“My dear, forgive me for intruding in your time with your friend. I would not have asked to speak with you had it not been a rather serious matter. Excuse us for taking you away,” her father apologized.
“It is nothing, Father,” Eleanor replied, cooperatively.
“Lady Cross,” the other man began. “It is nice to meet you, although I wish that it could have happened under different circumstances.”
Those blue eyes shifted about and the long fingers continued turning the hat by the brim. He could not seem to stop moving. The eyes, the small gestures—something all too familiar about them.
Watching the man closely, Eleanor began to put small pieces together, awaiting confirmation for who she believed him to be.
“My name is Michael Hemsworth. I am the brother of your betrothed. And I fear that it is my grave duty to tell you…”
He trailed off and paused, swallowing his emotion and looking at the ground for a moment. Eleanor saw his uncertainty, his sadness. This was terribly difficult for him. There could be only one reason for such pain.
And before his words came out from his lips, she felt the cold and icy knife of realization stabbing into her heart and through her chest. There was no doubt.
“My brother, as well as my father, have perished. As you know, they have been away at sea on a mission to protect our country. But there was a wreck. The entire ship, the whole crew on board. All were lost,” he explained, breaths coming quickly with each word. Whatever preparation he had done before telling her, it had clearly not made the announcement any easier.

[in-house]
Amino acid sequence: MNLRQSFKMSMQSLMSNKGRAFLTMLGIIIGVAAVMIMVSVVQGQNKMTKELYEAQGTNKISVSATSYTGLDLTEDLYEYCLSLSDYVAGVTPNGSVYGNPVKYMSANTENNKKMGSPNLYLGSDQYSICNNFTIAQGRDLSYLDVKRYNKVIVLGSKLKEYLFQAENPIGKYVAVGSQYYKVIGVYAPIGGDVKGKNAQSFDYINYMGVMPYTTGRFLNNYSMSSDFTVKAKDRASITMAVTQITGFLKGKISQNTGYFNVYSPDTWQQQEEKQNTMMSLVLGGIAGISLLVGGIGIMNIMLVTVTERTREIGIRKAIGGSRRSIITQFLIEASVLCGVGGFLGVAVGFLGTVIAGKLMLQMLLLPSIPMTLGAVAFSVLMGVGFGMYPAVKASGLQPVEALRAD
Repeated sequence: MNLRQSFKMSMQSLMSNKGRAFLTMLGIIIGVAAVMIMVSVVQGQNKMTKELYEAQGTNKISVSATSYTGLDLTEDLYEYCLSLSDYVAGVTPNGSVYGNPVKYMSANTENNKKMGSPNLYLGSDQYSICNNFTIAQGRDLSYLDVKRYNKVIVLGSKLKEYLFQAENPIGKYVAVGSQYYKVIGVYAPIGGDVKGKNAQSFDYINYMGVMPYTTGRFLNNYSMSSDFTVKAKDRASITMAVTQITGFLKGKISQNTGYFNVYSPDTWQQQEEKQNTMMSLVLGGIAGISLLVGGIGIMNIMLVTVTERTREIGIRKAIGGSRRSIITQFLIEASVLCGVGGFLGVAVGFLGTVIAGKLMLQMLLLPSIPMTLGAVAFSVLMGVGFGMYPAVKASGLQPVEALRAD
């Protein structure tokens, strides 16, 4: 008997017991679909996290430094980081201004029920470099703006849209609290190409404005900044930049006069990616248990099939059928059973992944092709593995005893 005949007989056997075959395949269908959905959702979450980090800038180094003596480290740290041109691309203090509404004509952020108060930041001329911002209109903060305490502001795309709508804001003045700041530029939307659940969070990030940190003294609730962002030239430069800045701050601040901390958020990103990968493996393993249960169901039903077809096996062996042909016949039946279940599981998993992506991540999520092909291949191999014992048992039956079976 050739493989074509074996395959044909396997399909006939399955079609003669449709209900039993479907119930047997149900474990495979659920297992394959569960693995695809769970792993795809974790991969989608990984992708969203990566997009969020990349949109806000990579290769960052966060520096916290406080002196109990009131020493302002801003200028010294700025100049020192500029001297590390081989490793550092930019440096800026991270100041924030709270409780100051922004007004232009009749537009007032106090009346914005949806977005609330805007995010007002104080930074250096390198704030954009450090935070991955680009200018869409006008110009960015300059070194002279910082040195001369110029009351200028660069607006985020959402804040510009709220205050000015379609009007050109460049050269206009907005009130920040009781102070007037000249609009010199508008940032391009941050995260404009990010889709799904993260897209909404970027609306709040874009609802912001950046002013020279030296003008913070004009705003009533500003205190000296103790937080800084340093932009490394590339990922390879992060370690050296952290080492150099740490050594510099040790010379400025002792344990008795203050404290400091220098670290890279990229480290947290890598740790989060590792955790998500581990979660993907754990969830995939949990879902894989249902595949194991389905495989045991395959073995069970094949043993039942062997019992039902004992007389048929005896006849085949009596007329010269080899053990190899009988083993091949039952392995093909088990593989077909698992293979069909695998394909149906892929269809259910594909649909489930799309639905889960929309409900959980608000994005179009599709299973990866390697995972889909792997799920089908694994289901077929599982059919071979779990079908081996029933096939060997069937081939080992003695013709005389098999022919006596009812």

Eleanor’s lips parted in shock, her heart catching in her throat. She could hardly believe such a thing had taken place. Such a tragedy was scarcely to be known. That two good men would die at sea in service to their nation was a loss of the highest order.
The sadness that weighed so heavily on the room suddenly began to make sense. She understood why it was dark, why the two men were burdened. And that sadness seemed to claw at her as it gripped her chest. This was a day of mourning.
“What?” she breathed, having to confirm what she had heard.
“My brother, Mr. Hemsworth. He is dead,” the man repeated with an equal pain, his head bowing slightly again in his despair.
Knees quaking, Eleanor reached to grab onto one of the shelves for balance. Her fingers grazed the wood that ran along the walls of the study, but she missed and had to swipe at it again before finding purchase. It was fortunate that she managed not to fall. At any other time, it would have been embarrassing. But in that moment, she was overwrought with distress in such a way that it hardly mattered.